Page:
While in some cases technicians did not know how to properly administer the test, interviews with hospital officials and a review of public records raise new questions about the role of manufacturers, including how well they design their software and equipment and train those who use them… While in some cases technicians did not know how to properly administer the test, interviews with hospital officials and a review of public records raise new questions about the role of manufacturers, including how well they design their software and equipment and train those who use them.

…a feature that technicians thought would lower radiation levels actually raised them. Cedars-Sinai gave a similar explanation. “There was a lot of trust in the manufacturers and trust in the technology that this type of equipment in this day and age would not allow you to get more radiation than was absolutely necessary,” said Robert Marchuck, the Glendale hospital’s vice president of ancillary services.

At Cedars-Sinai and Glendale Adventist, technicians used the automatic feature — rather than a fixed, predetermined radiation level — for their brain perfusion scans. But a surprise awaited them: when used with certain machine settings that govern image clarity, the automatic feature did not reduce the dose — it raised it. … GE says the hospitals should have known how to safely use the automatic feature… GE further faulted hospital technologists for failing to notice dosing levels on their treatment screens.

Of course, this isn’t the first time we have posted on this issue at The Human Factors Blog, and I don’t imagine it will be the last.
Previous posts:
Error Leads to Radiation Overdose
“Set Phasers on Stun” still relevant in healthcare industry


Photo credit microwavedboy on Flickr

The Human Factors Prize

The Human Factors and Ergonomics Society is announcing the Human Factors Prize, a $10,000 prize recognizing excellent human factors research.  The winner will be presented at the annual meeting in Las Vegas this fall.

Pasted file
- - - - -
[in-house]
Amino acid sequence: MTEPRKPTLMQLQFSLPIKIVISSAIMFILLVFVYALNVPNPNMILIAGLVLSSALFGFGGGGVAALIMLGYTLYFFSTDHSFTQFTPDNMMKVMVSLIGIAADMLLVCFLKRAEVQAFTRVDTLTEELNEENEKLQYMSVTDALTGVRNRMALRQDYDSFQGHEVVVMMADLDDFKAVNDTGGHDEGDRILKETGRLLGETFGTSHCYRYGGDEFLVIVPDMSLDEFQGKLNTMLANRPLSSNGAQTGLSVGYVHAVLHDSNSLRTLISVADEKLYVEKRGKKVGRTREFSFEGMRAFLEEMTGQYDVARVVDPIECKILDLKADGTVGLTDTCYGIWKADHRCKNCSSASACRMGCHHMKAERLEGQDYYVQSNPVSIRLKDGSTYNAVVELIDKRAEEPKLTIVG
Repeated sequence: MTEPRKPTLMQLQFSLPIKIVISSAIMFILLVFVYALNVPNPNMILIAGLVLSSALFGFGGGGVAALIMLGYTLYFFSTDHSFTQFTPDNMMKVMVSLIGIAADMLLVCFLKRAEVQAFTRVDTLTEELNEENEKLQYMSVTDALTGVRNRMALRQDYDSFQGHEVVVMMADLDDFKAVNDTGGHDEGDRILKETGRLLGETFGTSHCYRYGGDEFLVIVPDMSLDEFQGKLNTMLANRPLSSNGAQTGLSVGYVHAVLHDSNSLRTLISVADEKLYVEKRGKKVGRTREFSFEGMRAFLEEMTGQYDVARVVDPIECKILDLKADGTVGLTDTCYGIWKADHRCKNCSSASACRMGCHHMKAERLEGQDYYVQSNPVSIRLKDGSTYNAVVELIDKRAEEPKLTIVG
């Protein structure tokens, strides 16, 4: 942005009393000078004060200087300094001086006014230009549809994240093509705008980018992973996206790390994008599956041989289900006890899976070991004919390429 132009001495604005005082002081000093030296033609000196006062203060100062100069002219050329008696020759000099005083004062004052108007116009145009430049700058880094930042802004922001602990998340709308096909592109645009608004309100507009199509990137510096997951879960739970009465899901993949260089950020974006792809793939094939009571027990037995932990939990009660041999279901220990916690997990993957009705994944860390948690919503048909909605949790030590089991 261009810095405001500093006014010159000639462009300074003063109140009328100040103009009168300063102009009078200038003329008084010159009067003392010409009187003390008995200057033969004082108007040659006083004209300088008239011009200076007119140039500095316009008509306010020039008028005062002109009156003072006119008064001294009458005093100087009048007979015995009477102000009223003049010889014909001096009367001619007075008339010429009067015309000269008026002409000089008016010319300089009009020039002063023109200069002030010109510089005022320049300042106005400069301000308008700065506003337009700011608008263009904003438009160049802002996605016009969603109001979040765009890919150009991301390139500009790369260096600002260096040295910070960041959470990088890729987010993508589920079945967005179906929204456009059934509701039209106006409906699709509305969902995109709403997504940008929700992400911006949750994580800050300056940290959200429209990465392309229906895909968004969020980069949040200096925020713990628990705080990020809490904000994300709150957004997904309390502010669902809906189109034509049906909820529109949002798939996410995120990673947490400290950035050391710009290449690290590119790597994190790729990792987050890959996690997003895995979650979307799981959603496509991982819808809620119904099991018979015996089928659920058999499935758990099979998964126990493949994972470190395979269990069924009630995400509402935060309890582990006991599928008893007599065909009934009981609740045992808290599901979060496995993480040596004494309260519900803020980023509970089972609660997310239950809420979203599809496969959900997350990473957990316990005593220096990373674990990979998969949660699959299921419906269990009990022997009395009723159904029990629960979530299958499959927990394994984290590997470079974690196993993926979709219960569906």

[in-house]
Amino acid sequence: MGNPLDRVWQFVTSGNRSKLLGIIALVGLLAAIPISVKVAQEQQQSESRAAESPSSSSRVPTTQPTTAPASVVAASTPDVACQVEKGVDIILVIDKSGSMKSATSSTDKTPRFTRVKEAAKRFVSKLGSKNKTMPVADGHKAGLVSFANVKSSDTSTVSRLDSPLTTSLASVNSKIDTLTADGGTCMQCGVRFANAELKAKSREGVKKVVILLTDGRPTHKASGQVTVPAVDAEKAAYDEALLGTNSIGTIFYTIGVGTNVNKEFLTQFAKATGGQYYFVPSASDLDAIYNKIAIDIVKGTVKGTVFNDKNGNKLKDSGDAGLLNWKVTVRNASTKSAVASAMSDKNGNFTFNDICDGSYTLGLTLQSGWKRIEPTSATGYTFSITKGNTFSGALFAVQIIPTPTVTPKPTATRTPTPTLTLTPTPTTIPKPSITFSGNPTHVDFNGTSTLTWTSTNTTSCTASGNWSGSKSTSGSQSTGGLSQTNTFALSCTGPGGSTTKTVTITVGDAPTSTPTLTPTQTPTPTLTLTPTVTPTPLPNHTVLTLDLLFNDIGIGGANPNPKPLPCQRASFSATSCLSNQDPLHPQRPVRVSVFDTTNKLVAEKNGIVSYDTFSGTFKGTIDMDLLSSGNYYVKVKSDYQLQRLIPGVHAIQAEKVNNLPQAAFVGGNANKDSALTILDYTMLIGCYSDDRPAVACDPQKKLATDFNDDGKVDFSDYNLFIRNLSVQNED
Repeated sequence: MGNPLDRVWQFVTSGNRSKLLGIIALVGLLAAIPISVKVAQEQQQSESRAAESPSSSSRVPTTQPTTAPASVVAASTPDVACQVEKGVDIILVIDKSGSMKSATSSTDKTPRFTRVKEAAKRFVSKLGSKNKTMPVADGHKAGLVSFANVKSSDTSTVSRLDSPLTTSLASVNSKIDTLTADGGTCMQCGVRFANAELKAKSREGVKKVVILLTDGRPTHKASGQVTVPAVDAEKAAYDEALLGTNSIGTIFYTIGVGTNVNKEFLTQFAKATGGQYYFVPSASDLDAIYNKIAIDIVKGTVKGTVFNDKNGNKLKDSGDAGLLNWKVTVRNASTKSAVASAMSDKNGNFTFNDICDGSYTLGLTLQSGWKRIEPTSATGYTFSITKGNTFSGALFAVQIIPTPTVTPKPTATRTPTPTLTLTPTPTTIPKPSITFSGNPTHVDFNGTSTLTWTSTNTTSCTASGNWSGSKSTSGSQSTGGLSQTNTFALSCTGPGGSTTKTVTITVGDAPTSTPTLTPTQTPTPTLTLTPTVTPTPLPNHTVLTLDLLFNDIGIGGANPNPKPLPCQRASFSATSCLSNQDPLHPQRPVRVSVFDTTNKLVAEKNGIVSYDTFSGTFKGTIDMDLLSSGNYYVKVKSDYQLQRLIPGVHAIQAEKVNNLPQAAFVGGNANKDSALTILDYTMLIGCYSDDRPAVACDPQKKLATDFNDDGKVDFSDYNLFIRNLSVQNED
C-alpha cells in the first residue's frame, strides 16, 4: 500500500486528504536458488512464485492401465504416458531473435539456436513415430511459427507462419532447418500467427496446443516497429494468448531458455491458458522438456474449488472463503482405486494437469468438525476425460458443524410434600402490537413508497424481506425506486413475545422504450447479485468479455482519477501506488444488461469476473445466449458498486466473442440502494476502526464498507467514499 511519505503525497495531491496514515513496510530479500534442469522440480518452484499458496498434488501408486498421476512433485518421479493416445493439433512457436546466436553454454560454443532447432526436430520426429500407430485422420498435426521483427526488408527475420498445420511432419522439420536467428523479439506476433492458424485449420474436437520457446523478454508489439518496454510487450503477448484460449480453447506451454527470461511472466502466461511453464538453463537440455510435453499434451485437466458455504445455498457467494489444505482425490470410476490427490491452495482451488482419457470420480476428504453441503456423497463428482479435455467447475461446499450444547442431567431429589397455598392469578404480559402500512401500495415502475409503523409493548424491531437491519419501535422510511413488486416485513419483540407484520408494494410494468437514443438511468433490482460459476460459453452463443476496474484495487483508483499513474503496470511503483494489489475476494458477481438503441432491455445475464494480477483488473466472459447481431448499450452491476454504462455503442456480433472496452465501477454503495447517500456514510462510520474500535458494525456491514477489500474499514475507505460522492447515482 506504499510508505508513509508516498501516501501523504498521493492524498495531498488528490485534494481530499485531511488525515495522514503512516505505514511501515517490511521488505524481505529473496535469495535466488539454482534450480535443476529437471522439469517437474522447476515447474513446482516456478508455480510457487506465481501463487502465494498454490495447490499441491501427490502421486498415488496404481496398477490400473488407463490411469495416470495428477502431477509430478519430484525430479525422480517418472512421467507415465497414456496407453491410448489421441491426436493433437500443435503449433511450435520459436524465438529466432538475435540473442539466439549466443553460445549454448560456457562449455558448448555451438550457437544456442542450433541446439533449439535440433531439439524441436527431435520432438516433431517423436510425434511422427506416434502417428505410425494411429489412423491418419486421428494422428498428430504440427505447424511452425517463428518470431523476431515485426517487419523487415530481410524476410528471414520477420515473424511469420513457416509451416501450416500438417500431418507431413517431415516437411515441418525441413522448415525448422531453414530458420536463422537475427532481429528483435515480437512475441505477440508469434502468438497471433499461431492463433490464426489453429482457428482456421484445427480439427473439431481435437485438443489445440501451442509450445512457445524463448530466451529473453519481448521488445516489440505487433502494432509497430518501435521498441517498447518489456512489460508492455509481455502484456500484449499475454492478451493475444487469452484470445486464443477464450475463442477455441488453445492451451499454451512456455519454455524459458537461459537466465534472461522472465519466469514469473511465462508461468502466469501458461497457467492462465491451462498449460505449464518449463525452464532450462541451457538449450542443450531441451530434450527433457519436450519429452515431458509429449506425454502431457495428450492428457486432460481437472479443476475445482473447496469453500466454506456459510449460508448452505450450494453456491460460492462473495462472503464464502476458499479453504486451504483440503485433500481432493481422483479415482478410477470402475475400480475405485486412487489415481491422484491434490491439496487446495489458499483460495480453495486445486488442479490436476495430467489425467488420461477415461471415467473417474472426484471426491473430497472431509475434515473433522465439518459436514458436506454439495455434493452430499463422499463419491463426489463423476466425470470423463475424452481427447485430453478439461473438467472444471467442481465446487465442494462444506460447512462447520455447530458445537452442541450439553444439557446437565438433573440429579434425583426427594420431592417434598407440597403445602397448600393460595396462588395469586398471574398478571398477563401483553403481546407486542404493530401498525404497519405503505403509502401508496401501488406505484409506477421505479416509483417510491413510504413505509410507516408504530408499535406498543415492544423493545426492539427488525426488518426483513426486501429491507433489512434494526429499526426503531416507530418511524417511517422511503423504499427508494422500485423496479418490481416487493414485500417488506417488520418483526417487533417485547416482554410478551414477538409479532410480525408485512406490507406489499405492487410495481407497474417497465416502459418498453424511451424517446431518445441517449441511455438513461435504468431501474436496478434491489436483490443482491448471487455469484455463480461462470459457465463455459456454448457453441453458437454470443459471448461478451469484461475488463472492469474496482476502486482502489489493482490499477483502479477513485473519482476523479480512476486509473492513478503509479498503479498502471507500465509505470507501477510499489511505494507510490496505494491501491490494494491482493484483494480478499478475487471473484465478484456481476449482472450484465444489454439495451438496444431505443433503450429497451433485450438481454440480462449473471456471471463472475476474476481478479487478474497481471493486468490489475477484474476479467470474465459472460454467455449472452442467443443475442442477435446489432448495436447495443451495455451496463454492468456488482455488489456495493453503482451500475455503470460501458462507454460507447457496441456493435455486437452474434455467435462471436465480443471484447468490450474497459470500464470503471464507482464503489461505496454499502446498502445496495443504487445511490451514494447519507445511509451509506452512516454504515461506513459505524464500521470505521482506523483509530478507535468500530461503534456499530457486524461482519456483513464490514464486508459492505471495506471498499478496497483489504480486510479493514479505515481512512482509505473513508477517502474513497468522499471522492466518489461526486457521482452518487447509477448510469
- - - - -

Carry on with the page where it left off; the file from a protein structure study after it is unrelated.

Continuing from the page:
The Human Factors and Ergonomics Society is proud to announce the Human Factors Prize, established in 2010 by Editor-in-Chief William S. Marras. The prize, which will be presented for the first time in 2011, recognizes excellence in HF/E research through an annual competition in which authors are invited to submit papers on a specific topic for that year. The topic is selected by the editor in chief in consultation with a Board of Referees chaired by Immediate Past Human Factors Editor Nancy J. Cooke. See below for the current year’s topic.

The prize carries a $10,000 cash award and publication of the winning paper in the Society’s flagship journal, Human Factors. The award will be formally conferred at a special session at the HFES Annual Meeting, where the recipient will present his or her work.

This year’s topic is health care ergonomics:

2011 Topic
The topic for the inaugural-year Prize is health care ergonomics. Health care ergonomics is broadly defined to include research at the intersection of health care and human factors. Suitable sample topics include human factors aspects of home health care, the ergonomics of laparoscopic equipment and procedures, patient care coordination, usability of electronic health records and informatics, macroergonomics of health care facilities, and use of simulation for health care training.

False Alarms in the Hospital

NPR pointed me to a two-series in the Boston Globe examining the incessant din of patient alarms.

The monitor repeatedly sounded an alarm — a low-pitched beep. But on that January night two years ago, the nurses at St. Elizabeth’s Medical Center in Brighton didn’t hear the alarm, they later said. They didn’t discover the patient had stopped breathing until it was too late.